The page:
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Hundreds of thousands of dead fish float to the surface of two Chinese rivers

Published This article is more than 2 years old.
AP Photo /Color China Photo
Workers bag up dead fish in Guangxi province in a similar incident in 2006.

Last week was not a good time to be a fish in Yunnan. Just a few days apart, the southern Chinese province suffered two mass die-offs—around 100 tons of fish on a Nanpan River reservoir and a massive 1,200 tons on the Sinan River.

The causes are elusive, but it’s the fourth time that fish have died on the Nanpan in as many years. A previous incident in October 2009 raised suspicions that a chemical plant upriver may have been responsible. Pointing fingers seems like a natural response, given previous cases—just last week eight people were arrested, including legal representatives of a mining company, for deliberately dumping chemicals in another local river. And it’s not just Yunnan. A policeman who saved a 14-year-old girl from a Wenzhou city river on Friday also ended up in hospital from exposure to pollution.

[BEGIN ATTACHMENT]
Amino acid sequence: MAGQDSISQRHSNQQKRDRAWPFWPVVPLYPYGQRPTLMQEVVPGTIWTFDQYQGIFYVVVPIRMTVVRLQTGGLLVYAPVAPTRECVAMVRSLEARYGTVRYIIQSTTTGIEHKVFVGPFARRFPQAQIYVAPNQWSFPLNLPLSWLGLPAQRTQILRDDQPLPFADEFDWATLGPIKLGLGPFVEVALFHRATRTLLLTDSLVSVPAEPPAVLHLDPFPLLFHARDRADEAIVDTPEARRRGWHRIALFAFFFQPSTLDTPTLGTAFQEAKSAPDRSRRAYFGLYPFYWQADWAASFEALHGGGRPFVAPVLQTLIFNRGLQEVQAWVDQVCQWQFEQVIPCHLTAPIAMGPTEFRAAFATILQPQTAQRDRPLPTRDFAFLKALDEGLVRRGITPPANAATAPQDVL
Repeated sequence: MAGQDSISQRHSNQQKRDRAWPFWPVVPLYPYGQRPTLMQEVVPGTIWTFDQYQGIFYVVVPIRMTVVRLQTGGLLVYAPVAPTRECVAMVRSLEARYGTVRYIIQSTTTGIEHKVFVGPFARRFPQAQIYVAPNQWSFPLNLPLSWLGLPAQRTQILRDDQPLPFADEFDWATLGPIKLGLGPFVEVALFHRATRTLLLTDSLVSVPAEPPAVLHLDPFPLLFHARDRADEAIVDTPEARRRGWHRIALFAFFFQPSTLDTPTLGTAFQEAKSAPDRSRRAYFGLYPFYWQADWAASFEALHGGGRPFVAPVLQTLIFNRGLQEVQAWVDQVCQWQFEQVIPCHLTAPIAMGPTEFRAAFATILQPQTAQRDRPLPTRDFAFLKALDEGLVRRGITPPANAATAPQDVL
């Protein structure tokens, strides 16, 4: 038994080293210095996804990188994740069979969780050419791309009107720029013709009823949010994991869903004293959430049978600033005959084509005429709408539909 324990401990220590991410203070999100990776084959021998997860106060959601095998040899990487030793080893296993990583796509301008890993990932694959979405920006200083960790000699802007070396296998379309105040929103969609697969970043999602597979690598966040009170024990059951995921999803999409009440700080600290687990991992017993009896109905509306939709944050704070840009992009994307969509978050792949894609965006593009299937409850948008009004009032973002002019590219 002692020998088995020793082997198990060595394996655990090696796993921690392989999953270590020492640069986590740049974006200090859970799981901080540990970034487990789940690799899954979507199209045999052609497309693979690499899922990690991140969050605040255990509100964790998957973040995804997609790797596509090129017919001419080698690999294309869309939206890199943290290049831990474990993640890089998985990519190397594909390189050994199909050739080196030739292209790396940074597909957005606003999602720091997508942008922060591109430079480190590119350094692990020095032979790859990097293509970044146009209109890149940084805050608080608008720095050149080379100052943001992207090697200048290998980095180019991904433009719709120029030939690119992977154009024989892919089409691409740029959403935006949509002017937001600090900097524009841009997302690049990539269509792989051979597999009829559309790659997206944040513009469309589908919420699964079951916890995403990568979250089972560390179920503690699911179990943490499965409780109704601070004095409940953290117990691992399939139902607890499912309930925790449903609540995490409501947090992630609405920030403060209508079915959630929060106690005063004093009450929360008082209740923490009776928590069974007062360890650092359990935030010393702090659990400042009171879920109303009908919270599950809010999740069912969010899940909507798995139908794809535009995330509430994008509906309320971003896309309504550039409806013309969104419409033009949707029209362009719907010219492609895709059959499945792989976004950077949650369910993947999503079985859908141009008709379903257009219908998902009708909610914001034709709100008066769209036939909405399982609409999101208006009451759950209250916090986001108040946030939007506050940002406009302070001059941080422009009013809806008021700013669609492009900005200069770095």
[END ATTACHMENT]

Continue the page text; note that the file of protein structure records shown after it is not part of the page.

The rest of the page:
China’s rivers are under assault on multiple fronts. In attempt to supply a power hungry country and reduce dependence on coal, Beijing is pursuing a relentless program of hydropower projects, many of which are in Yunnan province. Damming, combined with heavy demand for water from farmers, has caused the disappearance of over half of China’s 50,000 rivers in the last 20 years.

The level of anger among Chinese people is palpable, as recent protests have shown. One last year even ended in a riot. Beijing has doled out fines to misbehaving countries and promised to do more by holding party officials responsible, but another batch of dead fish will do nothing to help its image, whatever the cause.

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